Welcome to the first chapter of Crash Course Algorithms. Today we will learn about Time complexity and Big-O notation.

Watch the video version of this post here: https://www.youtube.com/watch?v=mBULc33aC_c&t=212s

A lot of people who are selling courses teaching data structures and algorithms or teaching on youtube approach it like a giant homework assignment, a 3-6 month interview preparation, a huge chore that you are done with as soon as you can solve the 450 most common algorithm problems that appear in interviews. They are fine if that’s why you’re learning algorithms. Learning data structures and algorithms will make you a better programmer and problem solver regardless of what your motivation for learning it is.

But in Crash Course Algorithms we’ll learn about algorithms because it’s fun and it changes the way you think and the way you see the world. Today I will give you a simple explanation of Time Complexity and Big-O notation. The first concepts that you come across when getting started with Algorithms.

An algorithm is just a series of steps or a recipe used to perform a task or solve a problem. You use an algorithm every time you make a google search, transfer files from your computer, access an ATM, or book a cinema ticket. Not only computers but you use algorithms too, all the time. So just about any piece of code can be called an algorithm but we focus on the most useful, widely used, and effective algorithms that help us solve common problems in computer science. Time complexity is how we compare which algorithms are better or worse. How? Let’s understand with a simple example.


Let’s say I told you and a robot to draw 16 squares on a piece of paper with a pencil. The robot could draw each box individually, let’s call it algorithm-1. But you being the smart one, draw four vertical lines on top of four horizontal lines and you’ll have drawn 16 squares, let’s call it algorithm-2. You would assume that you will finish the task in less time since you are using the more efficient algorithm. But what if the robot’s hand draws very very fast like Sonny from the movie “I, Robot”, it will beat your ass no matter how fast your algorithm is:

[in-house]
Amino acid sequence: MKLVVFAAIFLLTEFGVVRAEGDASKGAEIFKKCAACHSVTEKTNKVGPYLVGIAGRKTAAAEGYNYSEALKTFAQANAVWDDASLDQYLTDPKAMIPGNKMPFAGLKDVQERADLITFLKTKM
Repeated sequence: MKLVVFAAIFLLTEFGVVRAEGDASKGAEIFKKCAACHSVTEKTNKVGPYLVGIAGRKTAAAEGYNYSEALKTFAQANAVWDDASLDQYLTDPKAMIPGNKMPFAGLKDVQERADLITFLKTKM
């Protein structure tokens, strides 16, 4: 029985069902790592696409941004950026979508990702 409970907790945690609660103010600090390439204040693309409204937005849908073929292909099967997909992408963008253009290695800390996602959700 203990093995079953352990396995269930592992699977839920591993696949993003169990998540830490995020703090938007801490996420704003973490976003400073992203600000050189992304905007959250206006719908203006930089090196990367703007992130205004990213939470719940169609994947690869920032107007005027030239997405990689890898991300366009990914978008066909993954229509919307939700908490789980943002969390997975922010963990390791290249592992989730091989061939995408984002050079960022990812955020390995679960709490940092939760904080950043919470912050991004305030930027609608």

But it doesn’t mean that algorithm-1 is better. So it would be wrong to judge or compare the efficiency of two algorithms by the number of seconds they take to complete the task. Some computers are faster than others, some programming languages are fasters than others, compilers are faster than interpreters.

Hence, we don’t use nanoseconds or milliseconds to measure the efficiency of algorithms instead we measure the numbers of steps or number of operations an algorithm requires. The robot’s algorithm took 16 operations or steps to draw 16 boxes while you did it in 8 steps. If we increase the input size from 16 squares to 400 squares, the robot will do it in 400 steps while you can do it in 40 steps by drawing 20 vertical lines on top of 20 horizontal lines. As we increase the input size, the time complexity of the first algorithm increases linearly and for the second algorithm, it increases according to the function t = 2√n.

But there is an even faster algorithm to divide the piece of paper into 16 squares! (provided that instead of using a pencil you were allowed to use anything you wish to create the lines). What you have to do is fold the paper in half and you will have 2 two squares, fold that into half and you will have 4 squares, fold that into half and you will have 16 squares. So algorithm-3 did it in 3 steps while algorithm-2 required 4 steps. And if you had to divide the square into 65,536 smaller squares, algorithm-1 would take 65,536 steps, algorithm-2 would take 512 steps while algorithm-3 will take only 16 steps!

To represent or write the time complexity of an algorithm in a short way, we use something called Big-O Notation.

Big-O Notation

In algorithm-1 the number of steps required to complete the task increases “linearly” with an increase in the input size n. In Big-O notation, we simply write that as O(n). The second algorithm takes 2√n steps, so we can write its time complexity as O(2√n). Similarly, the time complexity of the third algorithm can be written as O(log n). If you are from a non-maths background and don’t know what log (logarithms) are, refer to mathsisfun.com/algebra/logarithms. It’s that simple, you just write a big O and next to it the expression for time complexity in round brackets.

For now, just know that the graph of log n looks like this:

As you can see, the time taken increases very slowly as the input size gets bigger.

In the next chapter, we will get our hands dirty with some python programming and learn your first algorithm, Binary Search. It is a simple, mind-blowing, and mind-blowingly-effective algorithm. You will also use your knowledge of Time complexity and Big-O notation in the next chapter and forever for the rest of your life (as long as you are working with algorithms).